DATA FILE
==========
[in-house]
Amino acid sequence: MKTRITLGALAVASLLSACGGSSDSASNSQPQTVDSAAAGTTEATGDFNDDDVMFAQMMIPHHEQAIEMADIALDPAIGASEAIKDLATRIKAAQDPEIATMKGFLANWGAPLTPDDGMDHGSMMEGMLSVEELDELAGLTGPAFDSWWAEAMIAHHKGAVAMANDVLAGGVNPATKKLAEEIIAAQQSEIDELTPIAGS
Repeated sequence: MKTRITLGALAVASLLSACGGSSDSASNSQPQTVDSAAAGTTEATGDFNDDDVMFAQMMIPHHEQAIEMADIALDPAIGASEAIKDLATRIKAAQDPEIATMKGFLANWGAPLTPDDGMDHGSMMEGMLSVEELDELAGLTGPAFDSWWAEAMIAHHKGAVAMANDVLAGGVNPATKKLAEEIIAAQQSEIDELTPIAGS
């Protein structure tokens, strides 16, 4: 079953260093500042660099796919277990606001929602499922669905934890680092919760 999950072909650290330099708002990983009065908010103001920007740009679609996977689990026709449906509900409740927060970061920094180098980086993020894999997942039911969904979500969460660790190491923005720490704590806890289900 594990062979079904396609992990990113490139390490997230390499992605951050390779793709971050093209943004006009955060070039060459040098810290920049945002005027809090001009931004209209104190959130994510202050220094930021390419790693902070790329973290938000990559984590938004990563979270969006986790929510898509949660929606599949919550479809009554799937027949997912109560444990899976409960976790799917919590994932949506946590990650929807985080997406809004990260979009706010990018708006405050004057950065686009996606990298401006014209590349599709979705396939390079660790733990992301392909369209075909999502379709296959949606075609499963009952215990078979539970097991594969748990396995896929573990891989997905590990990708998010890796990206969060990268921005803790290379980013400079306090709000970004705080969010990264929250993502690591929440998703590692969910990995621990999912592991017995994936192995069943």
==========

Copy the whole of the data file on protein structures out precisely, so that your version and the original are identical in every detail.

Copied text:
[in-house]
Amino acid sequence: MKTRITLGALAVASLLSACGGSSDSASNSQPQTVDSAAAGTTEATGDFNDDDVMFAQMMIPHHEQAIEMADIALDPAIGASEAIKDLATRIKAAQDPEIATMKGFLANWGAPLTPDDGMDHGSMMEGMLSVEELDELAGLTGPAFDSWWAEAMIAHHKGAVAMANDVLAGGVNPATKKLAEEIIAAQQSEIDELTPIAGS
Repeated sequence: MKTRITLGALAVASLLSACGGSSDSASNSQPQTVDSAAAGTTEATGDFNDDDVMFAQMMIPHHEQAIEMADIALDPAIGASEAIKDLATRIKAAQDPEIATMKGFLANWGAPLTPDDGMDHGSMMEGMLSVEELDELAGLTGPAFDSWWAEAMIAHHKGAVAMANDVLAGGVNPATKKLAEEIIAAQQSEIDELTPIAGS
């Protein structure tokens, strides 16, 4: 079953260093500042660099796919277990606001929602499922669905934890680092919760 999950072909650290330099708002990983009065908010103001920007740009679609996977689990026709449906509900409740927060970061920094180098980086993020894999997942039911969904979500969460660790190491923005720490704590806890289900 594990062979079904396609992990990113490139390490997230390499992605951050390779793709971050093209943004006009955060070039060459040098810290920049945002005027809090001009931004209209104190959130994510202050220094930021390419790693902070790329973290938000990559984590938004990563979270969006986790929510898509949660929606599949919550479809009554799937027949997912109560444990899976409960976790799917919590994932949506946590990650929807985080997406809004990260979009706010990018708006405050004057950065686009996606990298401006014209590349599709979705396939390079660790733990992301392909369209075909999502379709296959949606075609499963009952215990078979539970097991594969748990396995896929573990891989997905590990990708998010890796990206969060990268921005803790290379980013400079306090709000970004705080969010990264929250993502690591929440998703590692969910990995621990999912592991017995994936192995069943």